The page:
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professed by many of the earlier lawyers, who considered the colonies as dependent on the crown alone. Even after the Revolution, the chief justice at New York, in 1702, declared, that, in the plantations the king governs by his prerogative; Knox, Controversy Reviewed. and Sir John Holt chap. II.} 1748. had said, Virginia being a conquered country, their law is what the king pleases. But when, in 1711, New York, during the administration of Hunter, was left without a revenue, the high poared a bill, reciting the neglect of the province, and imposing all the taxes which had been discontinued by its legislature. Northey and Raymond, the attorney and the solicitor general, lawyers of the greatest authority, approved the measure. Knox, Controversy Reviewed. When, in 1724, a similar strife occurred between the crown and Jamaica, and some held that the king and his Privy Council had a right to levy taxes on the inhabitants of that island, the crown lawyers, Lord Hardwicke, then S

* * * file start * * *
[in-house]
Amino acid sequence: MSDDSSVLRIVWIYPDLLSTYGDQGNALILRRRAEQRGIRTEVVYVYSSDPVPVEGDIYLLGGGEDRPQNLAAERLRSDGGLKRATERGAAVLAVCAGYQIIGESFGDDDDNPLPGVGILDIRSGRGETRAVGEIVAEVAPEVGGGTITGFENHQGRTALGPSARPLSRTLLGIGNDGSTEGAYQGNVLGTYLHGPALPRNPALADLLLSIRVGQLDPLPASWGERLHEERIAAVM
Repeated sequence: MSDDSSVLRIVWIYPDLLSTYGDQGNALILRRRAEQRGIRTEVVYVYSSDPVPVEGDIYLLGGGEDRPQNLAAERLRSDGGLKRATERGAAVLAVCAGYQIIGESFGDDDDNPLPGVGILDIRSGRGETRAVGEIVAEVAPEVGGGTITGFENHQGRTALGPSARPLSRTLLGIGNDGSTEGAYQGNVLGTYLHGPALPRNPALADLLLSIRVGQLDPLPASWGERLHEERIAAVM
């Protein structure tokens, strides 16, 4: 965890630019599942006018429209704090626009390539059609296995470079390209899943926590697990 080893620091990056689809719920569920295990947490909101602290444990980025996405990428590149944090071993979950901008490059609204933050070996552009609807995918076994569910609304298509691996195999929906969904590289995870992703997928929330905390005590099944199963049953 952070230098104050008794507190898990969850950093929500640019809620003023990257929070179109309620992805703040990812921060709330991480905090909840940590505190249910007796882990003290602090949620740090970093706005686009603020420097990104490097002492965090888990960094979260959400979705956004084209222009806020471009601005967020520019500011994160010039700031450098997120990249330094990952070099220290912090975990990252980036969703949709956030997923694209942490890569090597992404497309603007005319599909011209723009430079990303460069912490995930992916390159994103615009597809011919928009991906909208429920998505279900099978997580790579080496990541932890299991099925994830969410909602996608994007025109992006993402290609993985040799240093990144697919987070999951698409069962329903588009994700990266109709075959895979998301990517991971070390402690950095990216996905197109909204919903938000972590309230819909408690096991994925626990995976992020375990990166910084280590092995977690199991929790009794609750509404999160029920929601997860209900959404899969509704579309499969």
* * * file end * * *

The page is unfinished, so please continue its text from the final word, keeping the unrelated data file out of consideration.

s beyond the mountains, agreed to borrow ten thousand pounds, taking care to place the disbursement of the money under the superintendence of their own committee. The House of Burgesses, Dinwiddie complained, were in a republican way of thinking; but he confessed himself unable to bring them to order. The As- chap. V.} 1754. sembly of Virginia, pleading their want of means, single-handed, to answer all the ends designed, appealed to the royal beneficence. Virginia Address to the King. Knox, Controversy Reviewed, 129, 130. In England, it was the opinion of the greatest men, that the colonies should do something for themselves, and contribute jointly towards their defence. Penn to Hamilton, 29 Jan. 1754. H. Sharpe to Calvert, Secretary for Maryland in England, 3 May, 1754. The ministry as yet did nothing but order the independent companies, stationed at New York and at Charleston, to take part in defence of Western Virginia. Glen, the governor of South Carolina, proposed